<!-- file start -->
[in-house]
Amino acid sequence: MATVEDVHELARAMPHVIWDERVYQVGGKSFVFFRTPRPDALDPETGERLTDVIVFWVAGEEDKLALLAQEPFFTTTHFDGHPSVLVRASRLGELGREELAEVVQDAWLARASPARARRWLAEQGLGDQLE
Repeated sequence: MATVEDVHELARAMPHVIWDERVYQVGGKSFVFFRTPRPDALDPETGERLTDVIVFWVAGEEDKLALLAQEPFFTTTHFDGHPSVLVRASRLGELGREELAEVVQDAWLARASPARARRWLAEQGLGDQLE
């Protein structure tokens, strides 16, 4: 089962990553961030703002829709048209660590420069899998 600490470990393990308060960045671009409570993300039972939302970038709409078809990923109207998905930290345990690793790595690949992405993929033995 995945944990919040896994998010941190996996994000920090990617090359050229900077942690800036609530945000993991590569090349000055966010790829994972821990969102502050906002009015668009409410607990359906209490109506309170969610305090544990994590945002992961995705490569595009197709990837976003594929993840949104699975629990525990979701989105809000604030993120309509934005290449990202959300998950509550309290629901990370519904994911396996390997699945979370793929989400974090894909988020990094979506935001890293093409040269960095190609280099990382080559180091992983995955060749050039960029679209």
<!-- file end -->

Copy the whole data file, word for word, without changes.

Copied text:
[in-house]
Amino acid sequence: MATVEDVHELARAMPHVIWDERVYQVGGKSFVFFRTPRPDALDPETGERLTDVIVFWVAGEEDKLALLAQEPFFTTTHFDGHPSVLVRASRLGELGREELAEVVQDAWLARASPARARRWLAEQGLGDQLE
Repeated sequence: MATVEDVHELARAMPHVIWDERVYQVGGKSFVFFRTPRPDALDPETGERLTDVIVFWVAGEEDKLALLAQEPFFTTTHFDGHPSVLVRASRLGELGREELAEVVQDAWLARASPARARRWLAEQGLGDQLE
């Protein structure tokens, strides 16, 4: 089962990553961030703002829709048209660590420069899998 600490470990393990308060960045671009409570993300039972939302970038709409078809990923109207998905930290345990690793790595690949992405993929033995 995945944990919040896994998010941190996996994000920090990617090359050229900077942690800036609530945000993991590569090349000055966010790829994972821990969102502050906002009015668009409410607990359906209490109506309170969610305090544990994590945002992961995705490569595009197709990837976003594929993840949104699975629990525990979701989105809000604030993120309509934005290449990202959300998950509550309290629901990370519904994911396996390997699945979370793929989400974090894909988020990094979506935001890293093409040269960095190609280099990382080559180091992983995955060749050039960029679209």